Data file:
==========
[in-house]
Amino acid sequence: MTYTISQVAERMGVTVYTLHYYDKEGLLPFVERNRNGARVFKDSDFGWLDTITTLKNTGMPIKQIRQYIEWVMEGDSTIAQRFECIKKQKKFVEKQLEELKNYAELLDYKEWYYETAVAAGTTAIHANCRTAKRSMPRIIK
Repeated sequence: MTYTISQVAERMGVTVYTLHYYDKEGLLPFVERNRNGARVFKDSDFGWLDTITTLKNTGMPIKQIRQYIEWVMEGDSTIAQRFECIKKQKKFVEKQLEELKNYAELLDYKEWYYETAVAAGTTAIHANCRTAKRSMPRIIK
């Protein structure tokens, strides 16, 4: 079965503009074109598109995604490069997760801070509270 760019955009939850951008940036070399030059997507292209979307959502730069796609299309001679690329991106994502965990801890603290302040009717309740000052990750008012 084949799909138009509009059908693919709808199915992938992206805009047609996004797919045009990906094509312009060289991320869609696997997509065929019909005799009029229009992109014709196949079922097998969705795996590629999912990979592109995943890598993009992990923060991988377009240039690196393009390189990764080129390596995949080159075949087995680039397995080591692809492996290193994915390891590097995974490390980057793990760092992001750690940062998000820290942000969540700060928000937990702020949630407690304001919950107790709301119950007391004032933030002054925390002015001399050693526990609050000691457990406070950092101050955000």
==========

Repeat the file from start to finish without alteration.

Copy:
[in-house]
Amino acid sequence: MTYTISQVAERMGVTVYTLHYYDKEGLLPFVERNRNGARVFKDSDFGWLDTITTLKNTGMPIKQIRQYIEWVMEGDSTIAQRFECIKKQKKFVEKQLEELKNYAELLDYKEWYYETAVAAGTTAIHANCRTAKRSMPRIIK
Repeated sequence: MTYTISQVAERMGVTVYTLHYYDKEGLLPFVERNRNGARVFKDSDFGWLDTITTLKNTGMPIKQIRQYIEWVMEGDSTIAQRFECIKKQKKFVEKQLEELKNYAELLDYKEWYYETAVAAGTTAIHANCRTAKRSMPRIIK
């Protein structure tokens, strides 16, 4: 079965503009074109598109995604490069997760801070509270 760019955009939850951008940036070399030059997507292209979307959502730069796609299309001679690329991106994502965990801890603290302040009717309740000052990750008012 084949799909138009509009059908693919709808199915992938992206805009047609996004797919045009990906094509312009060289991320869609696997997509065929019909005799009029229009992109014709196949079922097998969705795996590629999912990979592109995943890598993009992990923060991988377009240039690196393009390189990764080129390596995949080159075949087995680039397995080591692809492996290193994915390891590097995974490390980057793990760092992001750690940062998000820290942000969540700060928000937990702020949630407690304001919950107790709301119950007391004032933030002054925390002015001399050693526990609050000691457990406070950092101050955000």